Boston Children’s Hospital, which has operated the Martha Eliot Health Center for 40 years, has decided to stop treating adults there, the hospital told employees today.
Hospital executives said they have evaluated their strategy for Martha Eliot over the past year, and decided to focus expertise and resources “on children and adolescents alone and transfer care of adult patients to other providers in the community’’ over the next few months.
The health center, which was founded in the 1950s to care for residents of the Bromley-Heath housing development in Jamaica Plain, provides medical care to mostly low-income families and runs outreach programs that address obesity, asthma, mental health, violence, and other issues.
The change means significantly fewer patients will receive care at Martha Eliot, which treats about 5,000 adults and 4,000 children and teenagers.
The hospital would not comment about potential layoffs among the 100 employees. But the e-mail to staff from Chief Executive Dr. James Mandell and President Sandra Fenwick said they would try to find jobs for workers affected by the change at Children’s or at other health centers or hospitals that take on the adult patients.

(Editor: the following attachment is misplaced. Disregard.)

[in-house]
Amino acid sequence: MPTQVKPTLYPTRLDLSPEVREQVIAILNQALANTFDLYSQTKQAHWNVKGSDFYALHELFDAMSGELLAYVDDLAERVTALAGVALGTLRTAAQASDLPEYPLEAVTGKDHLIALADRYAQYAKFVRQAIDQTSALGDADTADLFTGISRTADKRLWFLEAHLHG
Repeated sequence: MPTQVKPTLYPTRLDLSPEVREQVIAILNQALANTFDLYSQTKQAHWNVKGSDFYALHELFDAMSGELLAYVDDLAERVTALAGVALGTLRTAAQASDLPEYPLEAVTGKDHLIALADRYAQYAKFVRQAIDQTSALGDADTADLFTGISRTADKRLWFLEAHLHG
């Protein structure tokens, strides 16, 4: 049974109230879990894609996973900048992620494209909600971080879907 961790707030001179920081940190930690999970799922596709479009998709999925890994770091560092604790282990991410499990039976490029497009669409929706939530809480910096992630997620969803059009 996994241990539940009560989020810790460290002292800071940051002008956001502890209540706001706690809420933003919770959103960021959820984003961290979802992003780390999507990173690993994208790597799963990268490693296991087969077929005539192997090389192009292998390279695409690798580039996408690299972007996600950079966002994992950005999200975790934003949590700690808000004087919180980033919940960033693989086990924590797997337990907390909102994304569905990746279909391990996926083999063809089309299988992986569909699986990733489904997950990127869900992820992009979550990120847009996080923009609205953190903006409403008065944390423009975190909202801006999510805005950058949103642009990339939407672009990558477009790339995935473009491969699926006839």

Hospital spokesman Rob Graham said that while most patients at the center are covered by Medicaid, which pays less than commercial insurers, the decision was not based on financial considerations. “Providing access to top quality care in the community—even at a loss—is part of our mission, and we budget for that,’’ he said in an e-mail. “We do not expect to break even as a result of our decision to transition adult patients from MEHC to adult providers.”
In their e-mail to staff, hospital leaders said: “We want to assure you that Boston Children’s is not changing its mission. We remain firmly committed to improving the health of children and adolescents in Boston and we will continue to operate and support community health and outreach efforts that address the needs of Boston’s children and teens.’’
Before the health center was founded, Bromley-Heath residents who needed pediatric care would bring their children to a makeshift “well-baby” clinic in a woodworking room at the development.
In 1957, Harvard University delegated Dr. Martha May Eliot, a professor of maternal and child health, to collaborate with the Boston health commissioner to create a pilot program that eventually became the center.